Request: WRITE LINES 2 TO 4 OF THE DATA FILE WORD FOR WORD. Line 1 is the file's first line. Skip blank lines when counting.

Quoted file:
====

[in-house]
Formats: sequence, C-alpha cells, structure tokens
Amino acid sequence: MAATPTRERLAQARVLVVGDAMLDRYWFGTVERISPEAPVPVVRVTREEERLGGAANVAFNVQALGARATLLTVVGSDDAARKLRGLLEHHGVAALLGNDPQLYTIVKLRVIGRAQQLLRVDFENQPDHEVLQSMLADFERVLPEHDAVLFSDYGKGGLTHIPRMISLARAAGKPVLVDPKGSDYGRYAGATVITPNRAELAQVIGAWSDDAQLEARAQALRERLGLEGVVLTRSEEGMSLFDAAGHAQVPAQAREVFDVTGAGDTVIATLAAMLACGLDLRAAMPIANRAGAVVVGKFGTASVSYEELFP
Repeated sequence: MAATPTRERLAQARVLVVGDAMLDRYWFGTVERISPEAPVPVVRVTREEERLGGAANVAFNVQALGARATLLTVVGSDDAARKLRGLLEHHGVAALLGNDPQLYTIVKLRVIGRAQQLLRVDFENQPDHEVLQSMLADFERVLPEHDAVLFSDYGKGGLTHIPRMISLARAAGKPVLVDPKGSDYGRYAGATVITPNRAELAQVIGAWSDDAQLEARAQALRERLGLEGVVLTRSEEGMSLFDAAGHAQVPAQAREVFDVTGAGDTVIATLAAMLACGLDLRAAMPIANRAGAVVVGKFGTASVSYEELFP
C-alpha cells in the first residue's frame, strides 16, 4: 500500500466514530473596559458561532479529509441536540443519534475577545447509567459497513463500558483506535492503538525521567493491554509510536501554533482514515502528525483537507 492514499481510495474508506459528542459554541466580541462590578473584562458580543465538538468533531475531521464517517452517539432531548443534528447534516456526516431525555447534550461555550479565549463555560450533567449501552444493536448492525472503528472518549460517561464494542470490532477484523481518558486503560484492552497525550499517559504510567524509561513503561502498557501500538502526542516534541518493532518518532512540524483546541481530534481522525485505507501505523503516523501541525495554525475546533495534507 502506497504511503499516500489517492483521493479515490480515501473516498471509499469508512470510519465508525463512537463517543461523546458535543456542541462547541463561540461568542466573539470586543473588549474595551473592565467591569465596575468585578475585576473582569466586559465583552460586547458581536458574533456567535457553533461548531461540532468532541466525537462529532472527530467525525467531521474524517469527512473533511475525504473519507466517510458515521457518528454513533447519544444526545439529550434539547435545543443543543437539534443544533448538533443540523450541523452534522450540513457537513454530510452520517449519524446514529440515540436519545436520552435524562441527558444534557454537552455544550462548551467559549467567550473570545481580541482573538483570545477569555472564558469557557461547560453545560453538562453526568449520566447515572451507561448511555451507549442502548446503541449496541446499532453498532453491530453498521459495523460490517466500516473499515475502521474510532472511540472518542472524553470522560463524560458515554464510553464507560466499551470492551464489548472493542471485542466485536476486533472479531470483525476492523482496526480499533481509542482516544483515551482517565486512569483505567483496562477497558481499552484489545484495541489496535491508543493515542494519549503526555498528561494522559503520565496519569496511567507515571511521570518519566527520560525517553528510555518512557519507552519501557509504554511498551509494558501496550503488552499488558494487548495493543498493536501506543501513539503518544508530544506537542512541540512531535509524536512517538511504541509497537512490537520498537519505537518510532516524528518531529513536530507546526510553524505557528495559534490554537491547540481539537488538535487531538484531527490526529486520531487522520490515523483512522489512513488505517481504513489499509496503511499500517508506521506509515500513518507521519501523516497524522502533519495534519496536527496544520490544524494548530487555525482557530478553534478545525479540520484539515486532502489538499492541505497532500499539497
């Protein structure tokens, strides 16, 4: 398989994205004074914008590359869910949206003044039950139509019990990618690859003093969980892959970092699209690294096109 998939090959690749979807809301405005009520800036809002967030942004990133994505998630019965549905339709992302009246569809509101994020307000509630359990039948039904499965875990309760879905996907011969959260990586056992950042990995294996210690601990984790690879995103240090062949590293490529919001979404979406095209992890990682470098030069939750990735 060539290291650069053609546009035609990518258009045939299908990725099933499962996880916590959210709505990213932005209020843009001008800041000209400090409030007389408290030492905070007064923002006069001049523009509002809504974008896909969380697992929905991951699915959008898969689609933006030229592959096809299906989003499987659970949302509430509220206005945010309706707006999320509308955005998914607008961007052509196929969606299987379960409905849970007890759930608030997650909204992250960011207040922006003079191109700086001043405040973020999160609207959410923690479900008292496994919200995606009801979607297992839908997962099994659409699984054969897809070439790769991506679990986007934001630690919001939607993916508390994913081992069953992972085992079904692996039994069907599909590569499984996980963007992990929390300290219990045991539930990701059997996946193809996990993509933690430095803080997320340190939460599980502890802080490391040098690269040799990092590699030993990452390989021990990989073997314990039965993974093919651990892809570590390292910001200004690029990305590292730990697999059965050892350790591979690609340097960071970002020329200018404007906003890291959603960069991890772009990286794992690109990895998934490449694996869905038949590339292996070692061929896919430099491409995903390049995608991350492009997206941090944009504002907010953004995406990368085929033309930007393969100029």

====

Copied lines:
Formats: sequence, C-alpha cells, structure tokens
Amino acid sequence: MAATPTRERLAQARVLVVGDAMLDRYWFGTVERISPEAPVPVVRVTREEERLGGAANVAFNVQALGARATLLTVVGSDDAARKLRGLLEHHGVAALLGNDPQLYTIVKLRVIGRAQQLLRVDFENQPDHEVLQSMLADFERVLPEHDAVLFSDYGKGGLTHIPRMISLARAAGKPVLVDPKGSDYGRYAGATVITPNRAELAQVIGAWSDDAQLEARAQALRERLGLEGVVLTRSEEGMSLFDAAGHAQVPAQAREVFDVTGAGDTVIATLAAMLACGLDLRAAMPIANRAGAVVVGKFGTASVSYEELFP
Repeated sequence: MAATPTRERLAQARVLVVGDAMLDRYWFGTVERISPEAPVPVVRVTREEERLGGAANVAFNVQALGARATLLTVVGSDDAARKLRGLLEHHGVAALLGNDPQLYTIVKLRVIGRAQQLLRVDFENQPDHEVLQSMLADFERVLPEHDAVLFSDYGKGGLTHIPRMISLARAAGKPVLVDPKGSDYGRYAGATVITPNRAELAQVIGAWSDDAQLEARAQALRERLGLEGVVLTRSEEGMSLFDAAGHAQVPAQAREVFDVTGAGDTVIATLAAMLACGLDLRAAMPIANRAGAVVVGKFGTASVSYEELFP